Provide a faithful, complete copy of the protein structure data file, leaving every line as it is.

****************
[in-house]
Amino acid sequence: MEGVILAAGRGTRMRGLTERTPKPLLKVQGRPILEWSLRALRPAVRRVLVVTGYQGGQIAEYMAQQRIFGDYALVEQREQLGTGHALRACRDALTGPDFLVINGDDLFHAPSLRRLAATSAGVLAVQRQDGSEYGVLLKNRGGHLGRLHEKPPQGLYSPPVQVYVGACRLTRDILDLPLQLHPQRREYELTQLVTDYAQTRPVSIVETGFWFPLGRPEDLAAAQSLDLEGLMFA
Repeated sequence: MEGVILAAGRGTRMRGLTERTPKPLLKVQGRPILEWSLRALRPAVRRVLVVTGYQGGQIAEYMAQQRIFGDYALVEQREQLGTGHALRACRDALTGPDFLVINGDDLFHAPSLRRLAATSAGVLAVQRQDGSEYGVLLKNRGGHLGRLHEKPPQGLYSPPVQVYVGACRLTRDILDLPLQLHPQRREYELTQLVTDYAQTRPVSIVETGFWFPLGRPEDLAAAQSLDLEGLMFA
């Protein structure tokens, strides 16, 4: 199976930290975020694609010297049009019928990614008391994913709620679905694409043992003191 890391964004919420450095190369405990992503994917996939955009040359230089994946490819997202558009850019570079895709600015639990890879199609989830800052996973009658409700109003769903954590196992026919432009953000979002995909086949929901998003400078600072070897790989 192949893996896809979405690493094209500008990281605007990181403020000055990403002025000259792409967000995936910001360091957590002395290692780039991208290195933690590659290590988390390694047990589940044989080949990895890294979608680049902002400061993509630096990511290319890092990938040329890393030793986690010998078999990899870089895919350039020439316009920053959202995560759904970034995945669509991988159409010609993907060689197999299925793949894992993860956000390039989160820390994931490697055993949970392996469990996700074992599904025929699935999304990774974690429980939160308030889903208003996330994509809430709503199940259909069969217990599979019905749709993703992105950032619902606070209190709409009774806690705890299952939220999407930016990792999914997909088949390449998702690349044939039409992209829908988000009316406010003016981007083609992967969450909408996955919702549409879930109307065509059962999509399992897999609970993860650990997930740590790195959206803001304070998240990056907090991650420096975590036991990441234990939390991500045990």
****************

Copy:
[in-house]
Amino acid sequence: MEGVILAAGRGTRMRGLTERTPKPLLKVQGRPILEWSLRALRPAVRRVLVVTGYQGGQIAEYMAQQRIFGDYALVEQREQLGTGHALRACRDALTGPDFLVINGDDLFHAPSLRRLAATSAGVLAVQRQDGSEYGVLLKNRGGHLGRLHEKPPQGLYSPPVQVYVGACRLTRDILDLPLQLHPQRREYELTQLVTDYAQTRPVSIVETGFWFPLGRPEDLAAAQSLDLEGLMFA
Repeated sequence: MEGVILAAGRGTRMRGLTERTPKPLLKVQGRPILEWSLRALRPAVRRVLVVTGYQGGQIAEYMAQQRIFGDYALVEQREQLGTGHALRACRDALTGPDFLVINGDDLFHAPSLRRLAATSAGVLAVQRQDGSEYGVLLKNRGGHLGRLHEKPPQGLYSPPVQVYVGACRLTRDILDLPLQLHPQRREYELTQLVTDYAQTRPVSIVETGFWFPLGRPEDLAAAQSLDLEGLMFA
């Protein structure tokens, strides 16, 4: 199976930290975020694609010297049009019928990614008391994913709620679905694409043992003191 890391964004919420450095190369405990992503994917996939955009040359230089994946490819997202558009850019570079895709600015639990890879199609989830800052996973009658409700109003769903954590196992026919432009953000979002995909086949929901998003400078600072070897790989 192949893996896809979405690493094209500008990281605007990181403020000055990403002025000259792409967000995936910001360091957590002395290692780039991208290195933690590659290590988390390694047990589940044989080949990895890294979608680049902002400061993509630096990511290319890092990938040329890393030793986690010998078999990899870089895919350039020439316009920053959202995560759904970034995945669509991988159409010609993907060689197999299925793949894992993860956000390039989160820390994931490697055993949970392996469990996700074992599904025929699935999304990774974690429980939160308030889903208003996330994509809430709503199940259909069969217990599979019905749709993703992105950032619902606070209190709409009774806690705890299952939220999407930016990792999914997909088949390449998702690349044939039409992209829908988000009316406010003016981007083609992967969450909408996955919702549409879930109307065509059962999509399992897999609970993860650990997930740590790195959206803001304070998240990056907090991650420096975590036991990441234990939390991500045990």